Signs of a Storm Chasing Contractor

The Chicago roofer says the chasers know how the insurance companies work, and based on the square footage of the roof, they can figure out how much it will cost to put on a cheap new roof. The homeowner gets burned because the storm chaser only does the bare minimum to replace the roof, but doesn’t address any other problems, or restore the roof to its original condition.

The homeowner is then left with a poorly constructed roof, and the fraudulent company that was once so ready to help has vanished.

“When a roof is put on by a storm chaser, normally those roofs only last 5 to 7 years and then I have to tell the homeowner their roof needs to be replaced," Tansey says.

How to Avoid Storm Scams

The storm chasers have no incentive to produce high quality work, and there’s really no way for them to be held accountable because they will be gone by the time a problem arises.

Aside from the shoddy work, many of the storm chasers lack a valid license, don’t hold insurance or will lie about having insurance.

The best way to  avoid the storm chaser is to do your own research. Ask to see proof of  insurance and check the roofer’s  license status with your local building department or licensing agency.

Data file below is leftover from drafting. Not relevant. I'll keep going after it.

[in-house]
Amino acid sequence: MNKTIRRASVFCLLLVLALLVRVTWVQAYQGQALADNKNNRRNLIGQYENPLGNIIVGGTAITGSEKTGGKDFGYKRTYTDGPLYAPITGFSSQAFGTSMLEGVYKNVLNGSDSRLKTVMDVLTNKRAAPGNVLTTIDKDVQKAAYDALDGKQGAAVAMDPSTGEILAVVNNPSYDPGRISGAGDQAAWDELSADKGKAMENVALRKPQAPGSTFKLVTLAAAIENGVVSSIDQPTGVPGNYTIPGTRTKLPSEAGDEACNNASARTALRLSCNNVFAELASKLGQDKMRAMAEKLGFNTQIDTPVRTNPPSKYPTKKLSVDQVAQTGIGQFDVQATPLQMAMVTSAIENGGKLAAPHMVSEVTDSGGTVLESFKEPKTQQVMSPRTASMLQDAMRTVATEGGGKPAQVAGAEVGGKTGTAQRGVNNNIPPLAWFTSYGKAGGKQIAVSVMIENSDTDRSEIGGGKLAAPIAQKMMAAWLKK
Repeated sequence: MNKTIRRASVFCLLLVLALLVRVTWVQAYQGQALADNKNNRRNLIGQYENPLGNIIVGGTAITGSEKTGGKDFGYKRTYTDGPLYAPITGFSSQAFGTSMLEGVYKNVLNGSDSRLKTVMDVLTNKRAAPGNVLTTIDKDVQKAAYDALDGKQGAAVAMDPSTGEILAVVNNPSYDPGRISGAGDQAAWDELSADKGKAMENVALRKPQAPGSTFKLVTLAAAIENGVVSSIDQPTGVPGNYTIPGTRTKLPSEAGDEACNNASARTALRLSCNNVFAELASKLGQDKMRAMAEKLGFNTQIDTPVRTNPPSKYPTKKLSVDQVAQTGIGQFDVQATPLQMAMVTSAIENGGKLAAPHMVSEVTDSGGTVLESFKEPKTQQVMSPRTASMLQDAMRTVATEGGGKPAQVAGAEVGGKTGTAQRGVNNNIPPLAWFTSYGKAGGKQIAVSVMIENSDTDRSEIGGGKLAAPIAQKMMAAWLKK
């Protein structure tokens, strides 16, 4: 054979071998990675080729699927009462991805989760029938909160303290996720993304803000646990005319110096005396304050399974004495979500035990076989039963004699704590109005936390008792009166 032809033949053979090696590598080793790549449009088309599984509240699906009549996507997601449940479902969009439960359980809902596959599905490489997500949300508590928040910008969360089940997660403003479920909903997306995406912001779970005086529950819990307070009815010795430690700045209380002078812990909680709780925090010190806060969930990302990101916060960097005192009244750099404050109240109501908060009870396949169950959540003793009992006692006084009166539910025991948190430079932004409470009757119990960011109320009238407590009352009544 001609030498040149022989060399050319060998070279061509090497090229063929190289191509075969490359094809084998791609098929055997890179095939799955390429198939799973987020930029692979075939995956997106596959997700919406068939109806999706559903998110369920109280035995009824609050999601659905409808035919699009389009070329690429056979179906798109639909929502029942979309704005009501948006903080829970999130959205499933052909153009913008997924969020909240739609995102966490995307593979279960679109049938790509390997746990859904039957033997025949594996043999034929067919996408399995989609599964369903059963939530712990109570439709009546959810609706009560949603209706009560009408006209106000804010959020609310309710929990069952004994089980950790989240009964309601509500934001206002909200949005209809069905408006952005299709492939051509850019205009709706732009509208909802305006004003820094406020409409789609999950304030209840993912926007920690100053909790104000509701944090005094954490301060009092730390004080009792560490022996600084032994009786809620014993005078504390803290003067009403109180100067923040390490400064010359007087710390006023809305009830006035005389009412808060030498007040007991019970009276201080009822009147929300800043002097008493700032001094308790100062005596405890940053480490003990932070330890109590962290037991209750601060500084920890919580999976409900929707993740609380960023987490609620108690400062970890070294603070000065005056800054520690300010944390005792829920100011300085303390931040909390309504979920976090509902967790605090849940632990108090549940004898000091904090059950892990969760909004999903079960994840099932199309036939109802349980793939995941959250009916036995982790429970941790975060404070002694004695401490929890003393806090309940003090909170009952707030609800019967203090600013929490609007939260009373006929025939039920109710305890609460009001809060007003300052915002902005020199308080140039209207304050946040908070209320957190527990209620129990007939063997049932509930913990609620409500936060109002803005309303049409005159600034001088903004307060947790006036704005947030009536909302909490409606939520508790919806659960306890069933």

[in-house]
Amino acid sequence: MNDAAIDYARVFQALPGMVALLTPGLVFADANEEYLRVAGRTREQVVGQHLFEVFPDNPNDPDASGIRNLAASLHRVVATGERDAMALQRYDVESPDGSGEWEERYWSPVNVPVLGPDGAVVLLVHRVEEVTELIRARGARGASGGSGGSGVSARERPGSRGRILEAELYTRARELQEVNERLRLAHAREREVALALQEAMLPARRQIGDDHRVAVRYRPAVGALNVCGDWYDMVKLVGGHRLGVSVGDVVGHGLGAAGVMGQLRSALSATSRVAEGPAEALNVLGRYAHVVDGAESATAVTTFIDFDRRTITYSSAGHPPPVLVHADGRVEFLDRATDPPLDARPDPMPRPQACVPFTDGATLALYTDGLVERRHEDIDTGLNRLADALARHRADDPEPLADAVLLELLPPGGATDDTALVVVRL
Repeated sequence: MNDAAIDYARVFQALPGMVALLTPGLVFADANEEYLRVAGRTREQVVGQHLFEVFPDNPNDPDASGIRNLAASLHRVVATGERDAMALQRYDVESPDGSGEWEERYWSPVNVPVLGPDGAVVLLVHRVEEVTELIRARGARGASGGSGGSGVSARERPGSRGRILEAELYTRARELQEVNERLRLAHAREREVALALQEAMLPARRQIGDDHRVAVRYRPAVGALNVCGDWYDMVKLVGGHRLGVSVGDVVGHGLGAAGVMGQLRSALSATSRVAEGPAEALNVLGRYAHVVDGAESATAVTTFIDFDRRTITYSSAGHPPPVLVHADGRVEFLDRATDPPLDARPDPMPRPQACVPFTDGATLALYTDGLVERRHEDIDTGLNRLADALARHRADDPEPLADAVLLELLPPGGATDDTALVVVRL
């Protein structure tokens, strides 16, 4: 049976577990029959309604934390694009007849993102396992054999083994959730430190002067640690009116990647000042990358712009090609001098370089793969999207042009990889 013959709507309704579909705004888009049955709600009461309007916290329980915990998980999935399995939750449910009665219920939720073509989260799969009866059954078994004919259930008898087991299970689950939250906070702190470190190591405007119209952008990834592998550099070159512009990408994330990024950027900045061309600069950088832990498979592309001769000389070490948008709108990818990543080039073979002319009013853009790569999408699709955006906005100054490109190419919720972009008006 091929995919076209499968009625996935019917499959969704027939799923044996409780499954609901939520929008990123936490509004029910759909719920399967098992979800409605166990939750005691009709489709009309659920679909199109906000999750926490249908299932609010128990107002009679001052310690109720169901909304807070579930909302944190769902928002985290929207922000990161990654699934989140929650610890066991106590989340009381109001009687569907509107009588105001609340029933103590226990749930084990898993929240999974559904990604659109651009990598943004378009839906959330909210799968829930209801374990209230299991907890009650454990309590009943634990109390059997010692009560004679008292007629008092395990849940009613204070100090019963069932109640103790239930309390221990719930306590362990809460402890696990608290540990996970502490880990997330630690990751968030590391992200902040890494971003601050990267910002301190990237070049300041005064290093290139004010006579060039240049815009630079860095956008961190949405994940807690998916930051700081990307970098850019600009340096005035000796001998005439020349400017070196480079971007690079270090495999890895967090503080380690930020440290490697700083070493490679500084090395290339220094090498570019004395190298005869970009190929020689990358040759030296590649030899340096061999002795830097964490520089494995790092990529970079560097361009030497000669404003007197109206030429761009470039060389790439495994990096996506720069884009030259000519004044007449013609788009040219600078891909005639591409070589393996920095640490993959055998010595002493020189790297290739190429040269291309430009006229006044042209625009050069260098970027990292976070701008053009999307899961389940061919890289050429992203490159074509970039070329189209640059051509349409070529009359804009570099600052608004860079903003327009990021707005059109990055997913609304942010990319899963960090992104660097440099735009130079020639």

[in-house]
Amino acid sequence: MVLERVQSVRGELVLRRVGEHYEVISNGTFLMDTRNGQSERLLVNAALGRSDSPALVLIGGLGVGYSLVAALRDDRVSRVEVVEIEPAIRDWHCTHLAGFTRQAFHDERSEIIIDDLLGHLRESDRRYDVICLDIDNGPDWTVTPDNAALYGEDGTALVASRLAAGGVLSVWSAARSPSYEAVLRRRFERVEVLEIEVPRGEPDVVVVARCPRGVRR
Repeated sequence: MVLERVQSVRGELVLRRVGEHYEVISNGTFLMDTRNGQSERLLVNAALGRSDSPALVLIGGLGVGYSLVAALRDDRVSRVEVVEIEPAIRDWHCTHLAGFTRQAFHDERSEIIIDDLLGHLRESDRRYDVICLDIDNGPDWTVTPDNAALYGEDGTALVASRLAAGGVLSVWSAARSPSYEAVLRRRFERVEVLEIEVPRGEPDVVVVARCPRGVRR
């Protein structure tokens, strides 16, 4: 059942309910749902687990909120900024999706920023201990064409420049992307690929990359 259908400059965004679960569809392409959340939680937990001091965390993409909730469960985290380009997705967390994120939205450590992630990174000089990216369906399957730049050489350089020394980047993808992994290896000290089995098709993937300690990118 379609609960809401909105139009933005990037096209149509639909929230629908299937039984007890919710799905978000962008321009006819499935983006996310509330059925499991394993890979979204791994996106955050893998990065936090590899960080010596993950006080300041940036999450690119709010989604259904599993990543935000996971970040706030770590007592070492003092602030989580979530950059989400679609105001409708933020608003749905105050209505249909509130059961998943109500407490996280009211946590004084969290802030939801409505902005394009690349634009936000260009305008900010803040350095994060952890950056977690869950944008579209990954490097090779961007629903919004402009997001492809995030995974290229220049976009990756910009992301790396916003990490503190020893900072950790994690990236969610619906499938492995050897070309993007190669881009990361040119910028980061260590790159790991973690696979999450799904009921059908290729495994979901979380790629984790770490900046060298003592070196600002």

You should also pay a visit to the roofer’s office. If the company only lists a post office box, it’s a major red flag. It’s also smart to ask for a list of previous customers in your area, and you should visit the work sites to make sure the references are legit.

High-Pressure Sales

One all-too-common roofing scam involves a contractor who will show up to a scheduled consultation, or unannounced in a neighborhood where other homes are having roofing work done. Promising a special deal or exceptionally low rate, the roofing contractor will pressure the homeowner to sign a contract on the spot.

If the homeowner puts up any kind of resistance to the sales pitch, the contractor will make dishonest claims or mislead the homeowner to enter a legally binding contract.

Scott MacMillan, president of highly rated  A Better Roofing Company in Seattle says the high-pressure approach happens all the time in the roofing industry. “A roof is only done once or twice in a person's lifetime, so it’s easy to fall victim because there is no point of reference or very little experience in making such a large purchase,” he says.

MacMillan says the reason roofing companies revert to high-pressure tactics is because they typically charge a higher rate and want to get the homeowner to sign a contract and pay a down payment without consulting other companies.

“They want to get the homeowner into a legally binding contract before they've gotten other bids, and because nobody wants to get involved in a legal battle unless absolutely necessary, it’s usually too late if other estimates come in after the homeowner has already signed up with these dishonest companies,” he says.

Tips for Avoiding These Roofers